A defining moment for many youth baseball hitters occurs somewhere between the ages of 12 and 15. This is typically the age range when most pitchers begin throwing curveballs and other breaking balls.
That first taste of changing speeds and movement on pitches can be a real eye opener for young hitters. Flaws in their mechanics and mental approach will become magnified. If they don’t learn to make adjustments quickly, they are bound to have many frustrating at bats in their future. That frustration, sadly, can mount to a point that would make anyone want to quit the game of baseball.
Unsurprisingly, “How do you hit a curveball,” is one of the most common questions I’m asked by young hitters and their parents. The short answer is:
“Stay inside it, behind it, and below it!”
1. Stay Inside It
Staying inside of the ball when hitting is a concept you’ll hear talked about at every level of baseball. It is important on every type of pitch, but especially a breaking ball.
How do we know if a hitter is staying inside it or not? There are several clues you can get from watching the ball come off of their bat during batting practice.
Staying inside the ball:
- Contact most often is on the barrel or “sweet spot”
- More line drives and fly balls than ground balls
- Balls are being hit to all fields, not just the pull side
Coming around the ball:
- Contact is all over the bat, most often on the end of the bat
- More ground balls than line drives or fly balls
- Balls are being hit mostly to the pull side on the ground (right handed hitter hitting ground balls to 3rd base and shortstop)
During tee work, there is a simple way to get a hitter to begin thinking about staying inside of the ball. No matter the drill you are working on, or the location of the tee, you can set the ball up so that it has two seams running vertically that are visible to the hitter. There will be an inside and an outside seam. Have the hitter think about attacking the inside seam each time he hits the ball off the tee.
On the mechanics side of it, in order to stay inside of the baseball, you must keep your hands back. If your hands come forward early or your arms and hands begin before your lower body, you will come around the baseball.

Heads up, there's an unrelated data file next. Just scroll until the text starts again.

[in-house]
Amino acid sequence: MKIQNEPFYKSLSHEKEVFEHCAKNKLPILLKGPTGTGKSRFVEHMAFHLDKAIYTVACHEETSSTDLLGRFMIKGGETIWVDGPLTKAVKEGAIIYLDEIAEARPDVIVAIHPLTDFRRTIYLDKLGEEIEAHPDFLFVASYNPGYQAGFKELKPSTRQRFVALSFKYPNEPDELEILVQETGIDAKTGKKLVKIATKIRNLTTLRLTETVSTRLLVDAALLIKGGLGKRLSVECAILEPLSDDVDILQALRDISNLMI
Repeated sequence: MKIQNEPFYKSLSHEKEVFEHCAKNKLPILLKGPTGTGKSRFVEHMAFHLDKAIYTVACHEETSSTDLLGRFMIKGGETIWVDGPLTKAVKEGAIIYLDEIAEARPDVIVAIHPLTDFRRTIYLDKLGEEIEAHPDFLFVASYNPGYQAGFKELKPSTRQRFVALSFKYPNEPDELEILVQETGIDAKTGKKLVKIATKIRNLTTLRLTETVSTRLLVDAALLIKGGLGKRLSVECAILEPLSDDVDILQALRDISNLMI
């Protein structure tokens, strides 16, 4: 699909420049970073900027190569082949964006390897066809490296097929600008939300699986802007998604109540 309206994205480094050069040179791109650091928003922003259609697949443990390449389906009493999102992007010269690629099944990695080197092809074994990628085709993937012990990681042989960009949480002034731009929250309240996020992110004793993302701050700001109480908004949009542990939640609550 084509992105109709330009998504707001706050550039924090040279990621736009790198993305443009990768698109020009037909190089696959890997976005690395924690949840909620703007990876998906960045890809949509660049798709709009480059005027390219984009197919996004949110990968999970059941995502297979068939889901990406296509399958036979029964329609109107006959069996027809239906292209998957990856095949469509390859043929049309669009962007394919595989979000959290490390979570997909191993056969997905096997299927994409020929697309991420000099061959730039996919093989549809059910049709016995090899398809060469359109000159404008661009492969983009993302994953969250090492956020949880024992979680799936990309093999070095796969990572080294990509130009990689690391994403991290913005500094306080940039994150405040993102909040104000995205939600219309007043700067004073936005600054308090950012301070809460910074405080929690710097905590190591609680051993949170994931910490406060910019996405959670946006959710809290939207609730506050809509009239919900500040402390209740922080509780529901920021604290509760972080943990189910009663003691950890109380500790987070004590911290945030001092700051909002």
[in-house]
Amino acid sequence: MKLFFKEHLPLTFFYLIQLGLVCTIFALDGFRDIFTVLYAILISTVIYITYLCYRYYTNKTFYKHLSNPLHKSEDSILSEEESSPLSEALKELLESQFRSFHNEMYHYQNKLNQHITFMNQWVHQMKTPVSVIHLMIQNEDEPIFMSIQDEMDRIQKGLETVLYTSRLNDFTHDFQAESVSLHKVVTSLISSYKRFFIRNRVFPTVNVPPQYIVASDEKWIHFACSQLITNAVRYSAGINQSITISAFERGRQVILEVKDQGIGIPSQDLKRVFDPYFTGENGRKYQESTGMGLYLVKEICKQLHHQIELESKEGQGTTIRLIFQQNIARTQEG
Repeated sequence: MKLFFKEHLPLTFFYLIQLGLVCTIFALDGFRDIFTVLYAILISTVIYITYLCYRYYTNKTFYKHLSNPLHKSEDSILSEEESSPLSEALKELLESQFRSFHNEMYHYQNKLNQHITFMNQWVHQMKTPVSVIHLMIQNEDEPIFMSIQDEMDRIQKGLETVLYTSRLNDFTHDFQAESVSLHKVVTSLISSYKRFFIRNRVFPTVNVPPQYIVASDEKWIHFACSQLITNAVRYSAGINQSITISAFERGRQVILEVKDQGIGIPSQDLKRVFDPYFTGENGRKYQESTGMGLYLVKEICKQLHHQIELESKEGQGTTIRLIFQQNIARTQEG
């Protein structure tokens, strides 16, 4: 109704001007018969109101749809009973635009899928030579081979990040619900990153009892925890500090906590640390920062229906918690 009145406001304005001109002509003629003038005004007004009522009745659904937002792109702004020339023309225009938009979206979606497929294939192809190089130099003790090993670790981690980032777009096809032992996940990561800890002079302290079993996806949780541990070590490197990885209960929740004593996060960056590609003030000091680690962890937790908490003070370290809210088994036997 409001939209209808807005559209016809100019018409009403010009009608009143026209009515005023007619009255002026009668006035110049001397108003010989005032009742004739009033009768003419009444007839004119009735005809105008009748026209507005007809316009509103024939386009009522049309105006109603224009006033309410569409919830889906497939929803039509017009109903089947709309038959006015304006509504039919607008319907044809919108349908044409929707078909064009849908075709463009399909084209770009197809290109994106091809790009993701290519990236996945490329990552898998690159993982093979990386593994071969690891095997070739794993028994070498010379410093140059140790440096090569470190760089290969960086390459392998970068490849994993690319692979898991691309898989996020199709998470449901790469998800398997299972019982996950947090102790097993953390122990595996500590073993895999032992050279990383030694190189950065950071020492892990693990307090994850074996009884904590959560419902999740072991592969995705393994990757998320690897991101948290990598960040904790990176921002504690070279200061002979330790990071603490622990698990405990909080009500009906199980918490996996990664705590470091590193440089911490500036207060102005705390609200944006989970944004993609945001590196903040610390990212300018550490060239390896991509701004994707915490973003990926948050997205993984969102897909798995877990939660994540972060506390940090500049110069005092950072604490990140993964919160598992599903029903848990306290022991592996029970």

2. Stay Behind It
You can’t think about going out to get the breaking ball, instead you have to let the ball get to you. Once the ball gets there, you must be thinking about keeping your head and body behind contact. If your head and upper body continue to move forward as you begin the rotation part of your swing, the result will be a downward, choppy swing. If you are trying to match up a downward swing, with a downward moving pitch, making contact with the ball becomes extremely difficult.
Three coaching cues I use during practice with hitters who try to go out to get offspeed are:
- Imagine at the moment that you begin to swing an invisible wall drops down in front of your head and it can no longer move forward.
- Make your head finish behind your belly button after the swing.
- See the breaking ball deeper in the zone. Let it get deep!
3. Stay Below It
In simple terms, if the ball is moving down at a certain angle, the hitter needs to match that angle with upward movement.
Two mechanical keys that allow this to happen are:
- Keeping the hands back (as mentioned above).
- Getting down into your legs and using them.
A hitter whose legs are stiff or nonathletic will struggle with a breaking ball that has good downward movement.
Three checkpoints for proper use of the legs in the swing are as follows:
- Both knees are relaxed, have slight bend, and are not locked upon landing the stride.
- Front leg stiffens up as the rotation of the swing progresses.
- Back knee has bend at the finish of the swing, causing the back leg, from knee to hip to be perpendicular to the ground.
Still out in front of offspeed? Want to learn the secrets to timing the curveball? Check out our post on timing here!